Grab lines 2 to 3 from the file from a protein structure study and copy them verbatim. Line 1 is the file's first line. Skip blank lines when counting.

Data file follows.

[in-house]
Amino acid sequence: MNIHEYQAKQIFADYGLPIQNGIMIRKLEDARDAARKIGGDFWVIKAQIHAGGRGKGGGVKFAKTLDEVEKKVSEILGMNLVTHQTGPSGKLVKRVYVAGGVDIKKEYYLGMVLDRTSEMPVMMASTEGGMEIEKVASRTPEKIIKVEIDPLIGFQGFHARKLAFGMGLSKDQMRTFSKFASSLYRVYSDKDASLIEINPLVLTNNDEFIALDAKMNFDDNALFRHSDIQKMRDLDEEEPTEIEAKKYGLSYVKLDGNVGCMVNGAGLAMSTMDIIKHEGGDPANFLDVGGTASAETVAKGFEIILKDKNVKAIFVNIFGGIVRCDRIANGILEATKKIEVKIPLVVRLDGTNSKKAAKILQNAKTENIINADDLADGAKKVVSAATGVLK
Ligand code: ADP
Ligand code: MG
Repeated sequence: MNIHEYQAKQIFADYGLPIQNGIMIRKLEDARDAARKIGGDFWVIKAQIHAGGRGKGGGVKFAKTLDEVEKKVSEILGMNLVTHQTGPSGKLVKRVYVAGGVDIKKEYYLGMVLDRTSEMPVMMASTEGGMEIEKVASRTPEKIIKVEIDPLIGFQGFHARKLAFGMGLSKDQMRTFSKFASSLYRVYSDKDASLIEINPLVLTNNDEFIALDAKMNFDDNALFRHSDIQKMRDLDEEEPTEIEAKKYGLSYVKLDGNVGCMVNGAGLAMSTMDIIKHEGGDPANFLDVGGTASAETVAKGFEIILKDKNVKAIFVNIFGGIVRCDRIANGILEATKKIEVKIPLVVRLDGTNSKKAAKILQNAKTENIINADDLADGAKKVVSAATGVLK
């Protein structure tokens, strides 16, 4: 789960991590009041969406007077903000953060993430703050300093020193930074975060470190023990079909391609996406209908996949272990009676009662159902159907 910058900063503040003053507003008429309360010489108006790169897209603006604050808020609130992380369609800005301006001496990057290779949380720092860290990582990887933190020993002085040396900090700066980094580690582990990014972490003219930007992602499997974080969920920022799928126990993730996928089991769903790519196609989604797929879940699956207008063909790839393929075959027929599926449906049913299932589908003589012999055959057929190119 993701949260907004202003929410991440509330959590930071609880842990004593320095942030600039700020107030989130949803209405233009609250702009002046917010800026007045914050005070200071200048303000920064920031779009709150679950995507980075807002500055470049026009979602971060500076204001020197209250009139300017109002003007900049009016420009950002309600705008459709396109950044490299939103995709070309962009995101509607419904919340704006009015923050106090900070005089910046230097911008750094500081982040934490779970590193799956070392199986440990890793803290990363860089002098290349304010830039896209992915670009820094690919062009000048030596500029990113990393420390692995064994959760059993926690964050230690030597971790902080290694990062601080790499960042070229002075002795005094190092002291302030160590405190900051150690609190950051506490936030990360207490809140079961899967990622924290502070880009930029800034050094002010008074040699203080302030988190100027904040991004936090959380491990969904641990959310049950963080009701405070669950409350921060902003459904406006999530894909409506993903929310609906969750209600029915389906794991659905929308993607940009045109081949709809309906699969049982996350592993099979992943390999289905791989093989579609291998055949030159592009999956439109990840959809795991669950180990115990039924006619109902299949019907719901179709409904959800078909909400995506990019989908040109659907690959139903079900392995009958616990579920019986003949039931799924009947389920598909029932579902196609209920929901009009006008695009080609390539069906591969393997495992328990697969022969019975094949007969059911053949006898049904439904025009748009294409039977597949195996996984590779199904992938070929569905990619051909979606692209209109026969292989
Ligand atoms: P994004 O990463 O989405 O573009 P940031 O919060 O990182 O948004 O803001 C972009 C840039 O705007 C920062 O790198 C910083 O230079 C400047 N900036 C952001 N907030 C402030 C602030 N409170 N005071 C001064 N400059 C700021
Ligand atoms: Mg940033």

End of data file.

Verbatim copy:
Amino acid sequence: MNIHEYQAKQIFADYGLPIQNGIMIRKLEDARDAARKIGGDFWVIKAQIHAGGRGKGGGVKFAKTLDEVEKKVSEILGMNLVTHQTGPSGKLVKRVYVAGGVDIKKEYYLGMVLDRTSEMPVMMASTEGGMEIEKVASRTPEKIIKVEIDPLIGFQGFHARKLAFGMGLSKDQMRTFSKFASSLYRVYSDKDASLIEINPLVLTNNDEFIALDAKMNFDDNALFRHSDIQKMRDLDEEEPTEIEAKKYGLSYVKLDGNVGCMVNGAGLAMSTMDIIKHEGGDPANFLDVGGTASAETVAKGFEIILKDKNVKAIFVNIFGGIVRCDRIANGILEATKKIEVKIPLVVRLDGTNSKKAAKILQNAKTENIINADDLADGAKKVVSAATGVLK
Ligand code: ADP